Day 20~ February 20th~ Lebanon

veiled~ muslim girl in Tripoli

In a geographically small country like Lebanon, people of different religions live side by side. It is so difficult to explain how religions, tradition, cultural norms, rules, and social order organize themselves there. Within each religion are sects, groups, different belief systems, different dress codes and different tolerances.

Having been born to a christian family, the only veils I saw in my village were worn by older aunts and grandmothers who wore them in the church out of respect or from self imposed reverence. With some of our muslim neighbors, the veil was imposed on girls as they reached puberty and it was mandatory.

The veil has become a very hot global issue in the last decade and attached to it is the idea of freedom of choice or the lack of, feminism or living in the shadow of men, a religious statement or a political one and it goes on even to the courts of Europe that had to deal with the issue outside of the muslim world.

The veil originally was only worn by the wives of the prophet Mohammed, and was only much later introduced as a symbol of conformity to a strict religious belief.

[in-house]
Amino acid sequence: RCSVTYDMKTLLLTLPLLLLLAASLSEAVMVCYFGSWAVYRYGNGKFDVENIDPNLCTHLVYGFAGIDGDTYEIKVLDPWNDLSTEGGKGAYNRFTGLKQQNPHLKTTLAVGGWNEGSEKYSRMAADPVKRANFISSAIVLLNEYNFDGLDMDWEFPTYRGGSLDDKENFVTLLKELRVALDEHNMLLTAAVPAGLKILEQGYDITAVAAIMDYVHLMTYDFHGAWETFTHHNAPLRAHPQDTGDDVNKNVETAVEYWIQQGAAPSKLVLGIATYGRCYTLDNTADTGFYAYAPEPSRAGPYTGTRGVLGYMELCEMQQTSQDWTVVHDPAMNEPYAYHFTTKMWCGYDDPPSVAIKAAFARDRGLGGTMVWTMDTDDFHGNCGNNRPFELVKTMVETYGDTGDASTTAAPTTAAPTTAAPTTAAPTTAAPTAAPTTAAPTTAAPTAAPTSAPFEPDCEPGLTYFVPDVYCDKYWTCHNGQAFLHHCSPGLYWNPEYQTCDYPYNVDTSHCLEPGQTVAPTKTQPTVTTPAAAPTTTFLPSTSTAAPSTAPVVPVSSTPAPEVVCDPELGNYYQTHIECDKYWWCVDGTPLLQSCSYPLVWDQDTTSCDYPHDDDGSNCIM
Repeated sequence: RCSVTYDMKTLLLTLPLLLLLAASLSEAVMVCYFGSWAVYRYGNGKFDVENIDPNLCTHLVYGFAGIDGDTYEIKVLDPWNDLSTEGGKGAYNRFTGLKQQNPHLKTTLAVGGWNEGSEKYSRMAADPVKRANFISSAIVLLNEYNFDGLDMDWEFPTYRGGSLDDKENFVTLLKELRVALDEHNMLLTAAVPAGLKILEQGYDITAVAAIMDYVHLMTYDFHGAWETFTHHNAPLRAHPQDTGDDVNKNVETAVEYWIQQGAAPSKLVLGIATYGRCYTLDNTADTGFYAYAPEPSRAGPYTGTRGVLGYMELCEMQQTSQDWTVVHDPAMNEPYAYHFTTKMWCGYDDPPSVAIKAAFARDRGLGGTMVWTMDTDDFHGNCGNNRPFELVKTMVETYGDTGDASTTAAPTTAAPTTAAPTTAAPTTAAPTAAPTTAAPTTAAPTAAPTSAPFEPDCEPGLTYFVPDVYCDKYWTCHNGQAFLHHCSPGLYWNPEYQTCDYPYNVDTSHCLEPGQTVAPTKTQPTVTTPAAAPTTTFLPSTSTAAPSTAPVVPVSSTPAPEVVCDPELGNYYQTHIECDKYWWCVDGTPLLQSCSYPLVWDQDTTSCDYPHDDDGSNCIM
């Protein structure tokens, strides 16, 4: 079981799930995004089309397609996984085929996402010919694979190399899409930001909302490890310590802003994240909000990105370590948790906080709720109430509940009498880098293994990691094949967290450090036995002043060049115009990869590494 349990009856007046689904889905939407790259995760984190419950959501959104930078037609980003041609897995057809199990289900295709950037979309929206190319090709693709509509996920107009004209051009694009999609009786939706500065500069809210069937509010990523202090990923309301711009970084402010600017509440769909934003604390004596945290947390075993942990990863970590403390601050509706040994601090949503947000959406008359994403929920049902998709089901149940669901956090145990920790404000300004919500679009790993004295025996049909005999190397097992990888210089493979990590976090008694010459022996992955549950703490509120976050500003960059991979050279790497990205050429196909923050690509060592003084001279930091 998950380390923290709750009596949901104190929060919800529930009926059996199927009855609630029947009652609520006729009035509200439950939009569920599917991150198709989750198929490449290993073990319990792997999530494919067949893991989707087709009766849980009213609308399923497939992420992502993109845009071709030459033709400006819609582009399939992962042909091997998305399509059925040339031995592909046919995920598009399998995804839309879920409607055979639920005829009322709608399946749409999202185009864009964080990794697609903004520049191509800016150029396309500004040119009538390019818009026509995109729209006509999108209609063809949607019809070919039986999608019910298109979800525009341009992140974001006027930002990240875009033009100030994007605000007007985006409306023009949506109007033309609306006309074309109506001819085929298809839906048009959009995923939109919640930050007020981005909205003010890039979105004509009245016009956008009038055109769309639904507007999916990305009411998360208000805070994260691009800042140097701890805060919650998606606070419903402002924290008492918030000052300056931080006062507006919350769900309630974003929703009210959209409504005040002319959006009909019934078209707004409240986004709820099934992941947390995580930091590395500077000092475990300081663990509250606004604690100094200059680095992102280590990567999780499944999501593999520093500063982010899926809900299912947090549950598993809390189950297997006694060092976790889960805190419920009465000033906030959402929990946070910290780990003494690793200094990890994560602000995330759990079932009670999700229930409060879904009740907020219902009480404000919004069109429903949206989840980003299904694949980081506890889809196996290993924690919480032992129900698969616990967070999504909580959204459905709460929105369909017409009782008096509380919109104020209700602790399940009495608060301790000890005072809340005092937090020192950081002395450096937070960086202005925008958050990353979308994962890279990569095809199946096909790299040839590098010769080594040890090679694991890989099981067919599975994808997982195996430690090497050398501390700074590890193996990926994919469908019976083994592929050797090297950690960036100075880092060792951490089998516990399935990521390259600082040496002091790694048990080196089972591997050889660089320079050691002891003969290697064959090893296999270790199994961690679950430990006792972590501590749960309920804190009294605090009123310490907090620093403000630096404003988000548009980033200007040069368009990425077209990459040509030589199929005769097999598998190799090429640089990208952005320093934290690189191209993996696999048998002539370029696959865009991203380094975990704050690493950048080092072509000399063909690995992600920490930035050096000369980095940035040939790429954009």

veils are not work by muslim girls until puberty

 

Day 14~ February 14th~ Lebanon

silenced

I was often asked after leaving Lebanon for good: “if you love it so much, why did you leave it?”, “if it is that beautiful why aren’t you there?”

But when I remember what drove me out, it was not really the war, not the seeking of adventure, not my love for travel, no, it was something much simpler than that.

I could never be ‘me’ in my home country. It is a society that allows you to speak as long as what you say conforms to popular opinion. It lets you do as long as you do what is politically correct. What drove me out was my search for truth and my strong longing to be myself, to be true to who I am and to find out who I was. And who can do that except under the wings of freedom? How can you find yourself if you are imprisoned in dogma?

And still, years later, if you ask me where I wish to grow old, I would answer: ” Lebanon, where else?”